6-Year Old Uses Sleeping Mom's Fingerprint To Go On Amazon Shopping Spree

December 29, 2016

pokemon-iphone-shopping-spree.jpg

In you're grounded for life news, 6-year old clever girl Ashlynd Howell used her sleeping mom Bethany's fingerprint to unlock her iPhone and go on an Amazon shopping spree, where she bought thirteen different Pokemon toys valued at a total of $250. Obviously, this girl will be committing widespread credit card fraud before her 7th birthday. *wiping tear* They just grow up so fast.

'We thought someone had hacked our account,' [Bethany] told Daily Mail Online.


When she noticed that all of the gifts were addressed to her home, it dawned on her that her clever daughter may be responsible.

'Ashlynd must've had my phone and ordered things,' she said.

'I asked her if she was on my phone looking at Pokemon.'

'Yeah, mommy, I was shopping,' Ashlynd told her mother.

'Oh, you were?' Bethany said to her daughter.

She later learned that Ashlynd was able to fill in all the details of the order, including shipping address, because of the 'auto-fill' feature that makes purchases easier and quicker for frequent shoppers.

Bethany was only able to return four of the thirteen toys due to the sellers' return policies, and told her daughter she wouldn't be receiving those because Santa found out how she has ordered them. Wait -- but she was allowed the keep the rest? If that was my daughter this would have been the Christmas she found out Santa wasn't real. And not in a sweet, 'Listen, honey -- about Santa Claus...' way either, but by me screaming, 'He's not real, he's never coming again, you've ruined Christmas forever!' I know I've been accused of it before, but it's true, I'm a soft parent.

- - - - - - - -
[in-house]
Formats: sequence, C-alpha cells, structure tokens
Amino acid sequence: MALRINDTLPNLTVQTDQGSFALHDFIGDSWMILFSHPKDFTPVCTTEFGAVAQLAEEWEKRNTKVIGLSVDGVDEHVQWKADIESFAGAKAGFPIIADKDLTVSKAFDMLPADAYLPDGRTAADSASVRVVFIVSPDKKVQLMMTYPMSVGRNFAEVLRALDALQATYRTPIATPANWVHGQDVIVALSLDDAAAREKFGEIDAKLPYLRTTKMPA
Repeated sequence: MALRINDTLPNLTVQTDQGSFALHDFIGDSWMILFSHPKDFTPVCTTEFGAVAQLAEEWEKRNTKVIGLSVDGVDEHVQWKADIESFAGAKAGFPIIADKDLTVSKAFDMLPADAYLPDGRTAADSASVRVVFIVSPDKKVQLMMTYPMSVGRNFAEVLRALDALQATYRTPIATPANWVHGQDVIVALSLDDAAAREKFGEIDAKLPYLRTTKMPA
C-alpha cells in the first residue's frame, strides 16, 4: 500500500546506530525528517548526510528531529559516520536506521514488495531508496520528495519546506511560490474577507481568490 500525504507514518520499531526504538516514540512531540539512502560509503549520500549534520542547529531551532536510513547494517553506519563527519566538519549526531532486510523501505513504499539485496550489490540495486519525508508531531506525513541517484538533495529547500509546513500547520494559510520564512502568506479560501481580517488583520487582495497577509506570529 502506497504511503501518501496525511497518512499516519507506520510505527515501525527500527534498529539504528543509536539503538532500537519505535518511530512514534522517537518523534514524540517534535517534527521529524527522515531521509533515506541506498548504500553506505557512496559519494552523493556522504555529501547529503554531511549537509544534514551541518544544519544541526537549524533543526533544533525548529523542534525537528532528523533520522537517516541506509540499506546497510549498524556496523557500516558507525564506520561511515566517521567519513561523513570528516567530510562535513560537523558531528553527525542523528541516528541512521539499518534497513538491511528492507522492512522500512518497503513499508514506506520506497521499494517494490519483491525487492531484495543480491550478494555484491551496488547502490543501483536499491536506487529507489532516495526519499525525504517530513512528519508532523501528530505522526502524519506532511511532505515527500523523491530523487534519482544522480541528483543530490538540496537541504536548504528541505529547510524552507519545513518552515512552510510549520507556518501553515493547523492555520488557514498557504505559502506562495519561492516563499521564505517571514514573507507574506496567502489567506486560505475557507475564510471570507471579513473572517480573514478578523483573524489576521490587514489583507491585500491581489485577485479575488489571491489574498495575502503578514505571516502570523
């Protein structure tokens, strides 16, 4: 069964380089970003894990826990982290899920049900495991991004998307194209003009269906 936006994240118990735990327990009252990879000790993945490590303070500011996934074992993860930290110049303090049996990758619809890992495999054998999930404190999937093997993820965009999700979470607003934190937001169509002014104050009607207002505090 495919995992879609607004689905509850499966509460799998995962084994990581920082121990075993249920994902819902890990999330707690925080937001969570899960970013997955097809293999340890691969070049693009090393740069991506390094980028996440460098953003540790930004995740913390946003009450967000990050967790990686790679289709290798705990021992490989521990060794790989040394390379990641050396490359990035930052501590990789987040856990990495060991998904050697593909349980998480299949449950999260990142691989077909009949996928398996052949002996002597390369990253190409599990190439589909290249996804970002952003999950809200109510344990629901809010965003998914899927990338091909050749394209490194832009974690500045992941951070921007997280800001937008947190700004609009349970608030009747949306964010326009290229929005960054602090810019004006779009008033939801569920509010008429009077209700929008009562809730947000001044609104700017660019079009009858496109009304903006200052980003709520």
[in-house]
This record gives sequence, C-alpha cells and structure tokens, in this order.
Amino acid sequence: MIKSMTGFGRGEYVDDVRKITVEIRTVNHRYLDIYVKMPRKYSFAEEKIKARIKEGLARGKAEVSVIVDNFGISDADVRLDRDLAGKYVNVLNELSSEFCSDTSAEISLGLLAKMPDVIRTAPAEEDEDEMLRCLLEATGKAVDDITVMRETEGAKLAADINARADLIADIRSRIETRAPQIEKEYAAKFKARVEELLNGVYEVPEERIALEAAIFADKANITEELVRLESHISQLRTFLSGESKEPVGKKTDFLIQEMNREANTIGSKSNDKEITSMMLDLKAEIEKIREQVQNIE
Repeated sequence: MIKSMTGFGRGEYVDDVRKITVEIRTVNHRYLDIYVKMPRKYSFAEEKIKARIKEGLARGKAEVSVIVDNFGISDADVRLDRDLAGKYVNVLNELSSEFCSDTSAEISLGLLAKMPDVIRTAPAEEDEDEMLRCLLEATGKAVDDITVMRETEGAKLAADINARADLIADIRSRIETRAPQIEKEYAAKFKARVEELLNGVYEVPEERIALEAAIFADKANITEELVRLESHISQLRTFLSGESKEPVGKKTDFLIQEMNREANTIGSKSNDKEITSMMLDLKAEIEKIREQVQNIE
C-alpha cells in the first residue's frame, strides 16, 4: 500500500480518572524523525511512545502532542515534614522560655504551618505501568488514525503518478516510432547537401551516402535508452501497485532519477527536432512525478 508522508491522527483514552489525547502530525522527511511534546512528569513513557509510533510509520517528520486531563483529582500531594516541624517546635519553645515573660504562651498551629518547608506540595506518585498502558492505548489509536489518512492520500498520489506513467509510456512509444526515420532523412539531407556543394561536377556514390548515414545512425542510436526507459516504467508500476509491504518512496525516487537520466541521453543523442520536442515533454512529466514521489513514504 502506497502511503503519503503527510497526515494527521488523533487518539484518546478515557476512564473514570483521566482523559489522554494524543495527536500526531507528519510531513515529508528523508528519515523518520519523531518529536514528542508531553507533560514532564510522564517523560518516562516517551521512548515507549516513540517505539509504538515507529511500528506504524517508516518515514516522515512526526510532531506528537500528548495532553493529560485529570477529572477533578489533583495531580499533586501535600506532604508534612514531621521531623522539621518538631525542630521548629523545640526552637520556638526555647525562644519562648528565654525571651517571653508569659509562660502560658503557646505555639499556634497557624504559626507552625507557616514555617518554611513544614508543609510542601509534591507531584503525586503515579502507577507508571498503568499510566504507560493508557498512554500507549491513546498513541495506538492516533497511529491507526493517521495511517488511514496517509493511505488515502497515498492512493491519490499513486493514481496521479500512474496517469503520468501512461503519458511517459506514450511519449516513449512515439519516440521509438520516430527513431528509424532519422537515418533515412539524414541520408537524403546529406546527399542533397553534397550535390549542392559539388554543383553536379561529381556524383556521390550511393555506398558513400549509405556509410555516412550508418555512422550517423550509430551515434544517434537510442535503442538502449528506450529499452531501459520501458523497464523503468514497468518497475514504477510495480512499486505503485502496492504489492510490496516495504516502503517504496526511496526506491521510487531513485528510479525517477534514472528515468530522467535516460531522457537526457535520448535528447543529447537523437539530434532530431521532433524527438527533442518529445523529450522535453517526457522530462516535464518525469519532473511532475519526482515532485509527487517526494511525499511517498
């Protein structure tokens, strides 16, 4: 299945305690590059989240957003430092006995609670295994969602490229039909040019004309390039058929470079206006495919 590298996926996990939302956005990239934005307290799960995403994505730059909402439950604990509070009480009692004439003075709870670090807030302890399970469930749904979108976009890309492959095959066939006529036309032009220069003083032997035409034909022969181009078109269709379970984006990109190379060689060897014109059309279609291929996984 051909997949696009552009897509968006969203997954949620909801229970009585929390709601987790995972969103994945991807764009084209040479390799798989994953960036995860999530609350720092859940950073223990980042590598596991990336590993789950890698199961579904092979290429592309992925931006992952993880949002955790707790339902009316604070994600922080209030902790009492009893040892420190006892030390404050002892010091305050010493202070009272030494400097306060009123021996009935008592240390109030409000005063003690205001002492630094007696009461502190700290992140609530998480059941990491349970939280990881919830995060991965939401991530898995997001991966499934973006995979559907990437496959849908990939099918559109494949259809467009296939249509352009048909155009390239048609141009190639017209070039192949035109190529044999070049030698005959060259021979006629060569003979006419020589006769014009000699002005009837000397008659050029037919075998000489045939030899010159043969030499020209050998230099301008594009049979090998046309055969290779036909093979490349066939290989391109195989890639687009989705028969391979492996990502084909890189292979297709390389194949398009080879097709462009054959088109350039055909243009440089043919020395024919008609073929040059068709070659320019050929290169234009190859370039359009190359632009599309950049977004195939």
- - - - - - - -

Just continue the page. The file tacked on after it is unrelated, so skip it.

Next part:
Thanks to lizzy, who agrees little Ashlynd could have at least ordered me that 65" curved ultra-HD television I've been eyeing.

  • JJtoob

    I don't like how most people do parenting these days, but I have no say in it because I have no children... I'm not talking about beating her or emotionally punish her. Shit, I'd praise her for her clever moves, but I'd also ask her to think how'd she feel if others took things from her without her knowledge nor permission, and how that behavior can escalate to the point where it can land her in jail in the future. Knowing how smart she is, she'd probably not need more than that, but also, I wouldn't allow her to keep any of what she had bought unless I had thought of buying her any of it. The rest I would just re-sell, and have her do some extra chores to make up for the loss in revenue. But what do I know... I suppose it sounds easy and straight forward when one is single and has no children.

  • Jenness

    I hear stories like this and just wonder what kind of kid has no clue about money at 7?? My kids knew about money at like 3 and would never in a million years get my phone, use my phone w/out permission much less buy things - and this kid is 7.

    The photograph with all the toys as if zero shits are given by that kid is a hoot though. My kids would be tear-streaked, lumps of coal in front of them with some dude I paid in a Krampus suit terrorizing them into thinking they were going to be drug off in chains for going into my purse.

    But eh, to each their own

  • JJtoob

    You would make a great George Sr. https://youtu.be/PJfoddFfJgw

  • Andrew Newton

    "She later learned that Ashlynd was able to fill in all the details of the order, including shipping address, because of the 'auto-fill' feature that makes purchases easier and quicker for frequent shoppers."

    I LEARNED IT FROM YOU MOM! I LEARNED IT FROM YOU!!!

  • PUNX

    hasn't anyone learned from spy movies that the use of finger prints is not a good idea. Eyeballs too.

  • GeneralDisorder

    I learned it from Burn Notice. First episode.

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